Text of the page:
Jane Ballot

Being me in the world

Tuesday 20th January

Today is my 25th wedding anniversary. A life sentence. Or so the jokes go 🙂

It’s funny how blithely one makes those kind of comments about something so positive. I suppose cancer is also a life sentence. Forever now, I will have the spectre hanging over me, even if only in the back of my mind. Forever, too, I will have to be aware and have checkups regularly.

In the shorter term, if I take Temoxifen (pretty sure I will, but has to be confirmed by the doc), then that is a shorter sentence. It sounds so easy to say, “You take it for 5 years”, but, for me, at least, remembering to do so is the issue. I’m the one who starts forgetting to take antibiotics after a few days, or even to take the anti-nausea medication a couple of days after chemo, despite the symptoms at times. Then there are the mammograms etc that I will have to go for. Hell, I forget to go to the dentist regularly enough.

I suppose that circumstances change and the greater the possible threat, the more diligent one becomes about following recommendations and procedures.

I also suppose that that’s where family comes in. No-one wants to see this happen to me again. Neither do I, trust me. So I will be observed and reminded to do what has to be done.

The horrible thing, I suppose, is that there is no way to prevent, only to detect if…

In many ways, the cancer is not only a life sentence for me, but for the family too. Also for the girls, though, who now have a first-degree relative with breast cancer. For them, there will always be the thought, “Will I…”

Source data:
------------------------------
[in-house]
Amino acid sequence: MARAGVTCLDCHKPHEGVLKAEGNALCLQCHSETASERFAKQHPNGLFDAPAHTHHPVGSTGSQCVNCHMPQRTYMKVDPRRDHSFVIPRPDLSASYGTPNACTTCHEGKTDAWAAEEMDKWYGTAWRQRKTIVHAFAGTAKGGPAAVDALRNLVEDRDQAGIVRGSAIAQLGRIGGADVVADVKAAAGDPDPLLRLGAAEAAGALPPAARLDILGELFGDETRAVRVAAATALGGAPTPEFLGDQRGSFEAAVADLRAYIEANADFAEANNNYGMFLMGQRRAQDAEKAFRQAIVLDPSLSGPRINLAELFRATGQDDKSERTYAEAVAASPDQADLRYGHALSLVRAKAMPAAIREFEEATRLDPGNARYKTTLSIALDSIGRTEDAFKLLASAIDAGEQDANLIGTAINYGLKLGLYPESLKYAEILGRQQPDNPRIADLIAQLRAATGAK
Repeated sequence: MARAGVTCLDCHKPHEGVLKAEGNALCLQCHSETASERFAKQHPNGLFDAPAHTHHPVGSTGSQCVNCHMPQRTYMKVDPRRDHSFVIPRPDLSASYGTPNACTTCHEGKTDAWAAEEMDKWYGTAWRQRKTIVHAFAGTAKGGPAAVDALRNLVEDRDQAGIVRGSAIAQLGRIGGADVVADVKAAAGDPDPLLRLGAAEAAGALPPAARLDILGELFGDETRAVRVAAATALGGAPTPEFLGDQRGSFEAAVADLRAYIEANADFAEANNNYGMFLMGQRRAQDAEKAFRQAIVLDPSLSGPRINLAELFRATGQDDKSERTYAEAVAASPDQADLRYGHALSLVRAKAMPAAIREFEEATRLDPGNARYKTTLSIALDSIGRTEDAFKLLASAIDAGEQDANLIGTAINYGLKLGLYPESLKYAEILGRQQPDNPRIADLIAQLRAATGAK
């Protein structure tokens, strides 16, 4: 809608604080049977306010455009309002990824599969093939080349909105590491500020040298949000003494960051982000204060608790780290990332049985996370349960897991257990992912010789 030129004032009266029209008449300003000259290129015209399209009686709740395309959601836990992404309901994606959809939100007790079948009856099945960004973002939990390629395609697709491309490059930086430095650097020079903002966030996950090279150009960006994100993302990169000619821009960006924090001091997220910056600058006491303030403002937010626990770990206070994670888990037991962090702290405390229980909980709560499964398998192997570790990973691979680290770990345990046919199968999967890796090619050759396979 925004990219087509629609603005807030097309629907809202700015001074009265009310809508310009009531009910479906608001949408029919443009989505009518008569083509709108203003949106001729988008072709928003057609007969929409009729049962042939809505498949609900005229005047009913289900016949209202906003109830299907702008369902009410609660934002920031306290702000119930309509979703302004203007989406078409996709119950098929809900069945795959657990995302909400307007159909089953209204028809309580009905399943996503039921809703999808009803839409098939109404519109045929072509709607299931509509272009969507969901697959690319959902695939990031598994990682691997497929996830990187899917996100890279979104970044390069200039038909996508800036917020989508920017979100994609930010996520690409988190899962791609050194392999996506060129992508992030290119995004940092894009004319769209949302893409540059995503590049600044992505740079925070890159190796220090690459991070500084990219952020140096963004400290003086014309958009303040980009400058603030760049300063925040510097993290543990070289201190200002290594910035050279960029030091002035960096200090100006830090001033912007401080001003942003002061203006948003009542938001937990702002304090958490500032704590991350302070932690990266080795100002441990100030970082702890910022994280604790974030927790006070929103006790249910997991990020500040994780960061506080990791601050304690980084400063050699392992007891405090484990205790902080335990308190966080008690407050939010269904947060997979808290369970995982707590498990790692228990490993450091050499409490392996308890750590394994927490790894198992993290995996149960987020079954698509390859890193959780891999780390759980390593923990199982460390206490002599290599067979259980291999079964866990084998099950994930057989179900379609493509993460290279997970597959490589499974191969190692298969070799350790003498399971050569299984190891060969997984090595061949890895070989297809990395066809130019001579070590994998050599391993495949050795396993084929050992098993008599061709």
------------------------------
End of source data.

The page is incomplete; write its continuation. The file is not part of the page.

I wish I could spare them that.

I don’t feel guilty about that, though. Me, who finds a reason to feel guilty about just about anything, has managed nostly, not to feel guilty about this cancer. Except a devastation when the 3rd chemo was delayed and it was because of me that the others’ holiday was delayed. I’m sure that there are one / two other things about which I could have felt guilty. It does interest me, though, that I mostly haven’t felt at all guilty by way of being responsible for this whole thing. Maybe I’m finally growing up!

I do sincerely wish, though, that there had not been such an effect on those closest to me.

I do wish that there could be no sense of personal threat to any of my children, especially the girls.

I don’t, funnily enough, wish that this had not happened to me. I would much rather it hadn’t, of course. I would much rather not have gone through the traumas of the last 4+ months – given the choice. I would also much rather not have puffiness and numbness under and around my right arm. I just don’t spend time thinking, “Why me? Why did this happen to me? I wish it hadn’t.” There’s just too much to do to waste time on that kind of thought.

Life is, of course, about taking what we have and moving forward.

It happened. It’s been dealt with. The fallout forever is the sense of threat that cannot easily be erased, mainly subconsciously. It is being aware, always, of the reality.

Perhaps it is a good thing that this happened to me – for me and for everyone else. We cannot prevent cancer, at least I don’t know that we can do so yet – especially breast cancer, from what I know. It can be treated completely successfully, though. As all the initiatives say, the key is early detection – especially for breast cancer.

Maybe that’s why this happened – not to threaten Sarah and Dani (and my nieces), but to remind everyone in the family (male and female) and amongst my friends that these things do happen to us and to people we know and to just do what is necessary to be aware and to detect early if it happens to them. Or to you.

Maybe this was a good thing.

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